Muslim Women Don’t Care If You Feel Uncomfortable

By Shaheen Sattar  30 Sept 2013

And neither should anyone else who decides to dress in a way that is subjectively unnerving to another person. The ridiculous subjugation of the veil as a cloth of oppression and regression truly highlights that Muslim women are not taken seriously in contemporary society. They are recognised with their veil as a commodity to men and their desires, not as independent and educated women. Boiling down the intellectual and spiritual thought process of wearing a niqab to oppression by men is wrong, and misleading. Those who hold this view are merely fuelled by the anger that a woman can use her freedom to cover her face. When a veiled woman decides to cover her face; something out of the ordinary in Britain, she is exercising her right of autonomy. It is simply because the actual act of covering ones face with a veil is so scarce within the Muslim community that she is cast with accusations of isolating herself within society.

I was taught in my early stages of Islamic Madrassah in respect to security measures and proving ones identity, it is permissible to remove ones veil. Muslim Council of Britain reiterates this in respect to a judge who allowed women to wear a veil in court, but remove it when giving evidence; “emphasise the need to be practical when there is an essential need to show ones face – for example, for reasons of security.”

A few of my friends and colleagues wear niqab, and although I do not wear it, removing my ability to wear it, renders me oppressed (rather ironically) simply because I do not have the autonomy to make a decision or non-decision. I simply cannot remember one time in my life where I have been attended to in hospital by a woman wearing a veil, neither in a police station, nor in any public sphere for that matter. What we’re discussing in great depth in the media is a minute issue that affects neither the stability of our government or puts any harmful or distressing pressure of a great deal on the public, so perhaps we should consider issues of actual importance. Please let us remember that it is an extremely small minority of Muslim women who wear the veil, discussion on this is a waste of time, money, and effort on part of our politicians and members of the public. 

Women who wear a niqab are surrendering themselves to their belief and their religion, wearing the veil for Allah, and no other being. People have to understand that having such a high belief and understanding of Islam renders this world material and only as a means to a far greater existence in the afterlife. Women, who wear the veil, do so only to be closer to God and to please Him, only. One has to understand that the small sacrifice to wear a veil is intrinsic to their relationship with God, something which one cannot understand, if you aren’t in the same position. These women, after a long process of thought, have decided to wear a veil. It is not simply a forceful act of oppression cast by a patriarchal Islamic society.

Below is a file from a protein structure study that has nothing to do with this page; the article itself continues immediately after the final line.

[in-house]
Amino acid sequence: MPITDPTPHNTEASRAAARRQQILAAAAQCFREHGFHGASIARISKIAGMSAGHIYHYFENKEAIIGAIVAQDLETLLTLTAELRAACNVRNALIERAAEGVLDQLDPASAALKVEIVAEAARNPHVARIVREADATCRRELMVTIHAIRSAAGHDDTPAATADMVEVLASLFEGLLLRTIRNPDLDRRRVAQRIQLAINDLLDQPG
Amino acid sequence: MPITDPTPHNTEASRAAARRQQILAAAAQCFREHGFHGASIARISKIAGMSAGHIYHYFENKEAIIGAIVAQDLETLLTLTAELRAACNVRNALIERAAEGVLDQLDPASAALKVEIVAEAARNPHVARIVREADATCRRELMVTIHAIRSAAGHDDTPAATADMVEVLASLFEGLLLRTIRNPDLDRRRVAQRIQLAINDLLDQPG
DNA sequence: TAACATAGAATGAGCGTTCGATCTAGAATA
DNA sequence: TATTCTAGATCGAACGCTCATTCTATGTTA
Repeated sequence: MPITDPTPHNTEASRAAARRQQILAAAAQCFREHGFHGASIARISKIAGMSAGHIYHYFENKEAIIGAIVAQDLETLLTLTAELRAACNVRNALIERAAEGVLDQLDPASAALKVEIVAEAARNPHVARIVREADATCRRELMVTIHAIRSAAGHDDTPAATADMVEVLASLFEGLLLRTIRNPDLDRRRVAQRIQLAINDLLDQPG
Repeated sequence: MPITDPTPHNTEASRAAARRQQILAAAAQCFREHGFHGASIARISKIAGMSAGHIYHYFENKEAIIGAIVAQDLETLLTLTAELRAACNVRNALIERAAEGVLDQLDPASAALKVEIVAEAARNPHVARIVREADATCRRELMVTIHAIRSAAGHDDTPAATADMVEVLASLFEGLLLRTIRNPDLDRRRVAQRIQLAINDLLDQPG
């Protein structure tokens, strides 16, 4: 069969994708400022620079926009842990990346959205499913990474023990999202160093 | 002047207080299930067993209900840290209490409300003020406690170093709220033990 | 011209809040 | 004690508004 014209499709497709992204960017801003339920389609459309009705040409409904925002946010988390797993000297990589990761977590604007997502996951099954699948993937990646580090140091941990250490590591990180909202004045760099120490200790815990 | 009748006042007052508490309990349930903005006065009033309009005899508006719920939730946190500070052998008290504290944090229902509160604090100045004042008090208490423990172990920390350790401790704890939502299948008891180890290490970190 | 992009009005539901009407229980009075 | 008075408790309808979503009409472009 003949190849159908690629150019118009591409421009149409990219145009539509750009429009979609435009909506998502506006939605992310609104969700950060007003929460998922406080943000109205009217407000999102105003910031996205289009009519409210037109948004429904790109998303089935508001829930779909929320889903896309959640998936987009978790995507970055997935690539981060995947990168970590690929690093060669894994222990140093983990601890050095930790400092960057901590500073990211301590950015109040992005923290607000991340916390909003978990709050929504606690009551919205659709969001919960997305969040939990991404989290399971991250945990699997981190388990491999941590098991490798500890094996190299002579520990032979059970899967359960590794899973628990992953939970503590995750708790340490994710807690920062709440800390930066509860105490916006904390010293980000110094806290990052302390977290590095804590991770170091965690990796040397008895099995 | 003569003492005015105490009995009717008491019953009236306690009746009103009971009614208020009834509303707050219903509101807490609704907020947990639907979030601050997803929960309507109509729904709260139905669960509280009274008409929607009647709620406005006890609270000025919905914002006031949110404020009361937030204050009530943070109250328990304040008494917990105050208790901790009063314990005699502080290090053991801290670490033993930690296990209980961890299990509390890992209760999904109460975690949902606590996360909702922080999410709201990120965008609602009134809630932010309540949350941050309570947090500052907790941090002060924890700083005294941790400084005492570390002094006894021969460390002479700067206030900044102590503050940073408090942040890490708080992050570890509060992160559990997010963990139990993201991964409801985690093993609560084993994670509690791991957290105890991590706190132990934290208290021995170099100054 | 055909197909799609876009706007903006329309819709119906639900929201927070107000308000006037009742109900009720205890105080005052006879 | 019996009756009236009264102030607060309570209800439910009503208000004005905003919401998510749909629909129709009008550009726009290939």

Often we think of Muslim women who wear a veil as uncivilised. The fact is that we have veiled women studying in institutions of academic excellence, top universities of not only Britain, but the world. They are working towards the common good of challenging misconceptions of Muslim women on the whole, and bettering themselves for God, as Islam emphasises the path of education. As a Muslim woman in Britain, I cannot emphasise the deal of anger and frustration I feel when ignorant people boil down my choice to wear a hijaab (and if I wanted to, niqab) as shaping the orders of tyrannical men.

Regardless of whether you think niqab should be banned in society wholeheartedly, or removed from public spheres because it makes you feel uncomfortable and in a compromised condition, banning the niqab for the small minority of women, challenges the very foundations of female autonomy in large. Surely if this trend of challenging the autonomy of Muslim women continues, the consequences shown in protest and uproar will be far greater an issue than the unnecessary media attention on the niqab, in the first place. Laurie Penny of the New Statesman, raised a very good point on BBC’s Question Time last week – does it really matter whether we feel uncomfortable? The point I am making is that Muslim veiled women truly do not care if you feel uncomfortable by their peaceful and safe method of worship, compromising their ability to wear it in public spheres has a greater affect on women’s freedom on the whole, than it does for just the minute group that they are.


Shaheen Sattar Studies BA International Politics at King’s College London, Schools Workshop Officer at New Turn and Respond2Rohingya committee member.  

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